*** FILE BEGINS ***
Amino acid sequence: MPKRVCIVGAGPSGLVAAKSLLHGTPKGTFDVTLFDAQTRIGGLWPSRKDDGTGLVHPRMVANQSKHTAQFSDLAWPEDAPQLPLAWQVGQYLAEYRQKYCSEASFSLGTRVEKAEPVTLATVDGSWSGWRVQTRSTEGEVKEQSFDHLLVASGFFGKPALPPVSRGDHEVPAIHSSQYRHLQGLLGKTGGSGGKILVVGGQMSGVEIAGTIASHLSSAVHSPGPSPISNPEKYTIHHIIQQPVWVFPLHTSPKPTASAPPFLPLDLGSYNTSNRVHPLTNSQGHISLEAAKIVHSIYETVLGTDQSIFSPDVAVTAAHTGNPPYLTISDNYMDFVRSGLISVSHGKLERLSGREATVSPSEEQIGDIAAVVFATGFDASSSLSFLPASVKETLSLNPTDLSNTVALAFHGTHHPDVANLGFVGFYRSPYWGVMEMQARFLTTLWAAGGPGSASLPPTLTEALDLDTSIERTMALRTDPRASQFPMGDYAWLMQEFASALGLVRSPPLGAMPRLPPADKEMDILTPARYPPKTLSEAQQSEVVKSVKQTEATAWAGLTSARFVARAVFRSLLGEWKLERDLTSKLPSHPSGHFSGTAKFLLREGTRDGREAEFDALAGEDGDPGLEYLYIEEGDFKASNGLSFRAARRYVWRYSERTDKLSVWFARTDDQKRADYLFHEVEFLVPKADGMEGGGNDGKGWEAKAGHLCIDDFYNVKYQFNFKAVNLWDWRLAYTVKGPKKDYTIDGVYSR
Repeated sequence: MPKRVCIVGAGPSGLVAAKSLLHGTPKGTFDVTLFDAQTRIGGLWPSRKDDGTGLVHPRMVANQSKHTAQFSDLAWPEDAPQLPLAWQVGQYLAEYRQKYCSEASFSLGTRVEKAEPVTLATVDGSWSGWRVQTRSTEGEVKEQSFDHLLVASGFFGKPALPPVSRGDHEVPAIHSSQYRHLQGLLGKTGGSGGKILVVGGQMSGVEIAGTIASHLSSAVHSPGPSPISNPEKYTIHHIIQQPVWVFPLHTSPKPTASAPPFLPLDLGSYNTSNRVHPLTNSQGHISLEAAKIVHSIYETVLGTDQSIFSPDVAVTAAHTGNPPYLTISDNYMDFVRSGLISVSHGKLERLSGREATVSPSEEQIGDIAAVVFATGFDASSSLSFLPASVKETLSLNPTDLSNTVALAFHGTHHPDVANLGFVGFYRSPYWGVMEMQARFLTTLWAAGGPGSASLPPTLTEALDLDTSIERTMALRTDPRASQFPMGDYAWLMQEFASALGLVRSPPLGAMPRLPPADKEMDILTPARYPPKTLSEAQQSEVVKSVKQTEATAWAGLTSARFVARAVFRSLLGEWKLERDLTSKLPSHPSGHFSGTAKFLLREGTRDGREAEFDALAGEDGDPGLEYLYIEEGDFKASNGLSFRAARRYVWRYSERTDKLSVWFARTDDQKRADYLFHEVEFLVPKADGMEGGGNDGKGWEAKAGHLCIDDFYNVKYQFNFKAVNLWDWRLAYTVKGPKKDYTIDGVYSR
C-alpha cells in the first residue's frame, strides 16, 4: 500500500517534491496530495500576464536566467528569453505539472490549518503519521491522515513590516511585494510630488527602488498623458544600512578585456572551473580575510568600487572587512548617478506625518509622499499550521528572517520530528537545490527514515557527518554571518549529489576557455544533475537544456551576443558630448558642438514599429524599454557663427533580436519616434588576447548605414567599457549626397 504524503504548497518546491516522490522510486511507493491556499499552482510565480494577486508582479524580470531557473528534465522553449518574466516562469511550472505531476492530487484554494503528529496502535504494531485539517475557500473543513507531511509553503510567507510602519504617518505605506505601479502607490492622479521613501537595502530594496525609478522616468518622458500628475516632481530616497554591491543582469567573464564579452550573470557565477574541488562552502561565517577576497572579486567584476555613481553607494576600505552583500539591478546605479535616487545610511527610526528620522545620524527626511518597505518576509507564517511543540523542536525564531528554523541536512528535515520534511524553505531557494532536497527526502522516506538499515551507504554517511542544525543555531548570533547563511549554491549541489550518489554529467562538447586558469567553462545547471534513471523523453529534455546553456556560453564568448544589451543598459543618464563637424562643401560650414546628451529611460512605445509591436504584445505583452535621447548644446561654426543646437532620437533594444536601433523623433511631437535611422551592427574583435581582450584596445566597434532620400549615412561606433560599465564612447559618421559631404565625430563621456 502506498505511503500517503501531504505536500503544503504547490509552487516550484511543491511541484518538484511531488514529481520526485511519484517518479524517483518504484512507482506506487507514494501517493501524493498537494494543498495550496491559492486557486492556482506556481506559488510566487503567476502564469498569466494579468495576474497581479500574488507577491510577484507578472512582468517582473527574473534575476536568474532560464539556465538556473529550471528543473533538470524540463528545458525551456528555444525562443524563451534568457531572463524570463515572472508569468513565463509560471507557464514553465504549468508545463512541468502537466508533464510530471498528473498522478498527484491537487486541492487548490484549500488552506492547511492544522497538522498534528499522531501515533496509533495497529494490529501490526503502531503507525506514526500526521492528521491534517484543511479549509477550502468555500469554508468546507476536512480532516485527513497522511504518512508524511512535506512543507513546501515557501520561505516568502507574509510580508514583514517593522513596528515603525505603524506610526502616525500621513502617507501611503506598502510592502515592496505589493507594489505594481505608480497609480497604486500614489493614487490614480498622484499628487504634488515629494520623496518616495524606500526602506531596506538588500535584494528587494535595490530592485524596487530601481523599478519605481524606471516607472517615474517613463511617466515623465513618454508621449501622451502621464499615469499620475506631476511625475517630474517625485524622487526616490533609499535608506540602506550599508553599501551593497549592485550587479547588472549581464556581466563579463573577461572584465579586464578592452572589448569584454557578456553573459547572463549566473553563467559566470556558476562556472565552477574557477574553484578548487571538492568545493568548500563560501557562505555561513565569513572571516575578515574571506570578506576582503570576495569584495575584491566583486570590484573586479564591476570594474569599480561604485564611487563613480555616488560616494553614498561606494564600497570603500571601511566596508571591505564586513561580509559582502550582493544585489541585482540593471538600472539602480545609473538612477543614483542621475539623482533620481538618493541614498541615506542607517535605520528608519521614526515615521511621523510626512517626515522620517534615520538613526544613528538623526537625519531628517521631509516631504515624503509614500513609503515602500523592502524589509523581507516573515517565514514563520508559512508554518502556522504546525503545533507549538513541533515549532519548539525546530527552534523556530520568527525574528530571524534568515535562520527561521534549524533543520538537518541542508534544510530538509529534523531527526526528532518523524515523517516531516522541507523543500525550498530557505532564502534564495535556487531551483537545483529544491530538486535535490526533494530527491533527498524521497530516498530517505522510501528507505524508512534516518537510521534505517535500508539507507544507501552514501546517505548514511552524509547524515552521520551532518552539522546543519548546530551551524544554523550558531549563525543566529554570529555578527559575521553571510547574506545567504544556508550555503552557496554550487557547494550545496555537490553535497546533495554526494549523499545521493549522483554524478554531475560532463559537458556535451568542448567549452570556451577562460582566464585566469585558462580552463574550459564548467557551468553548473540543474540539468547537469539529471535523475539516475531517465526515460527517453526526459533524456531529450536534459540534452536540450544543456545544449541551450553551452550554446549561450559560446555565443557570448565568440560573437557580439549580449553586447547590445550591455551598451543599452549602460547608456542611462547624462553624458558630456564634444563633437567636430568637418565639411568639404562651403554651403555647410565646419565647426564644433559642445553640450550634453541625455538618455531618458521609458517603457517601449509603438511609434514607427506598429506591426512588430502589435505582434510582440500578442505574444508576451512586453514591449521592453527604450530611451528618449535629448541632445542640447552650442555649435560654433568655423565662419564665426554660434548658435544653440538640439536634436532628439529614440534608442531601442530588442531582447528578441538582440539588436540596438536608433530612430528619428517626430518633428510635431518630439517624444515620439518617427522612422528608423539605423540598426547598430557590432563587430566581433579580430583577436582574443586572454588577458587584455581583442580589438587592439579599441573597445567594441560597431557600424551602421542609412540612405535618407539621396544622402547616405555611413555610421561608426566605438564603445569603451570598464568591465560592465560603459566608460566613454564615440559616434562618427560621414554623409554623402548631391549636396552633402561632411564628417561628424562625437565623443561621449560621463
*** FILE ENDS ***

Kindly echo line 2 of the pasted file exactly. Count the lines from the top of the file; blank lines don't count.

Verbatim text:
Repeated sequence: MPKRVCIVGAGPSGLVAAKSLLHGTPKGTFDVTLFDAQTRIGGLWPSRKDDGTGLVHPRMVANQSKHTAQFSDLAWPEDAPQLPLAWQVGQYLAEYRQKYCSEASFSLGTRVEKAEPVTLATVDGSWSGWRVQTRSTEGEVKEQSFDHLLVASGFFGKPALPPVSRGDHEVPAIHSSQYRHLQGLLGKTGGSGGKILVVGGQMSGVEIAGTIASHLSSAVHSPGPSPISNPEKYTIHHIIQQPVWVFPLHTSPKPTASAPPFLPLDLGSYNTSNRVHPLTNSQGHISLEAAKIVHSIYETVLGTDQSIFSPDVAVTAAHTGNPPYLTISDNYMDFVRSGLISVSHGKLERLSGREATVSPSEEQIGDIAAVVFATGFDASSSLSFLPASVKETLSLNPTDLSNTVALAFHGTHHPDVANLGFVGFYRSPYWGVMEMQARFLTTLWAAGGPGSASLPPTLTEALDLDTSIERTMALRTDPRASQFPMGDYAWLMQEFASALGLVRSPPLGAMPRLPPADKEMDILTPARYPPKTLSEAQQSEVVKSVKQTEATAWAGLTSARFVARAVFRSLLGEWKLERDLTSKLPSHPSGHFSGTAKFLLREGTRDGREAEFDALAGEDGDPGLEYLYIEEGDFKASNGLSFRAARRYVWRYSERTDKLSVWFARTDDQKRADYLFHEVEFLVPKADGMEGGGNDGKGWEAKAGHLCIDDFYNVKYQFNFKAVNLWDWRLAYTVKGPKKDYTIDGVYSR